Marianne Elsley: personal correspondence

Scope and Content

This collection consists of the personal correspondence of Marianne Elsley, a Kindertransportee from Berlin who arrived in England in March 1939. Her parents were deported and perished in the Holocaust. The letters were sent by relatives and friends between 1939 and 1944, with the last letter from her parents arriving at the time the Second World War broke out. Also included is a booklet of her personal reminiscences entitled 'Over the Years' (2004) describing her experiences before, during and after the war; a recording of the Radio 4 programme 'Writing the century' (2008) with contributions from Elsley's publications 'A chance in six million' and 'Voices in the night'; and an article in Woman's Weekly (2005) on Elsley's life.

Administrative / Biographical History

Marianne Elsley (née Josephy, c1923-2009) grew up in a small town near Berlin in the 1920s. After Hitler came to power life became increasingly difficult for the family. With the passing of Anti-Jewish legislation aimed at eliminating Jews from public life, Marianne was no longer able to attend her school. As there was no Jewish school in her home town the family had to move to Berlin. Marianne's father, a judge, was dismissed from his job and her mother, a doctor, was no longer allowed to practice. Marianne's parents decided to arrange for their daughter to leave the country on a Kindertransport. She left when she was 15 years old, arriving in England in March 1939. She was taken care of by a family in Hampstead. During the war years she trained to become a nurse. She later got married to Ralph Elsley, a teacher.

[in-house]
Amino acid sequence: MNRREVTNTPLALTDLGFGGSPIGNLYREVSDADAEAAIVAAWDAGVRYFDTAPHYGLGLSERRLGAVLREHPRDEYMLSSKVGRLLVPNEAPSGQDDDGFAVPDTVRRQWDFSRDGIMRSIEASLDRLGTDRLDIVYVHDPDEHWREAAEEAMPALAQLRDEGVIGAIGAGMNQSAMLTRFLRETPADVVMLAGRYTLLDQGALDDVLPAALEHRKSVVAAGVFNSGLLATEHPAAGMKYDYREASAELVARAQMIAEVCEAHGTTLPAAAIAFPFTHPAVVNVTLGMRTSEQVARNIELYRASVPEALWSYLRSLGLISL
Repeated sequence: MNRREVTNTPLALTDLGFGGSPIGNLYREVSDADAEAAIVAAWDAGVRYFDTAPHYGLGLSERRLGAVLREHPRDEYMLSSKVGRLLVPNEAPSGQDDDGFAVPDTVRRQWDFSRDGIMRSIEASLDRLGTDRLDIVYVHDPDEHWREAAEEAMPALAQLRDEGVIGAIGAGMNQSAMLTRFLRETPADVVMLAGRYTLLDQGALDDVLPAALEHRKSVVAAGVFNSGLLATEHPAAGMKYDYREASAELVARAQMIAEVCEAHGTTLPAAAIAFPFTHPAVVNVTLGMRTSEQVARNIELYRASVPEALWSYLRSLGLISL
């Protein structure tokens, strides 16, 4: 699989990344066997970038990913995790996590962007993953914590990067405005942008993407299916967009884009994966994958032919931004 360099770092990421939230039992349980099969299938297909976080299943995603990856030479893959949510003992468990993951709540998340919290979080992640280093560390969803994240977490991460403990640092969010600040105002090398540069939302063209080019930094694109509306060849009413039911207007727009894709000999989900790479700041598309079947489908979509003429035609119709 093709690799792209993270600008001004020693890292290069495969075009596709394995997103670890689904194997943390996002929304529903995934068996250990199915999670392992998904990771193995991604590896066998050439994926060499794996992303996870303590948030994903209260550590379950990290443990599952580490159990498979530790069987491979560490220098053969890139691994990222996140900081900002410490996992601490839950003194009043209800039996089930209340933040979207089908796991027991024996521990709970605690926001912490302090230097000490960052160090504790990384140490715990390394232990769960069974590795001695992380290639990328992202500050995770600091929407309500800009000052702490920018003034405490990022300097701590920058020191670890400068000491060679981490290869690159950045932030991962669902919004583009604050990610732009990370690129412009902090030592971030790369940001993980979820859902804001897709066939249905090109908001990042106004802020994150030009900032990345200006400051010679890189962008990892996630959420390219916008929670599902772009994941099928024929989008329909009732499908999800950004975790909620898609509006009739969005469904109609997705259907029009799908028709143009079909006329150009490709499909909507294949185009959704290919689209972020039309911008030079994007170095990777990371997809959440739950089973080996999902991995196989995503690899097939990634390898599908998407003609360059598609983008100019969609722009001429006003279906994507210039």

Marianne's parents were deported to Terezin concentration camp in 1943. They were later transported to Auschwitz concentration camp where they were murdered in 1944.



Conditions Governing Access

Acquisition Information

Donated by Ralph Elsley



Alternative Form Available

Radio 4 recording held on audio server (Elsely, Marianne Doc 1804)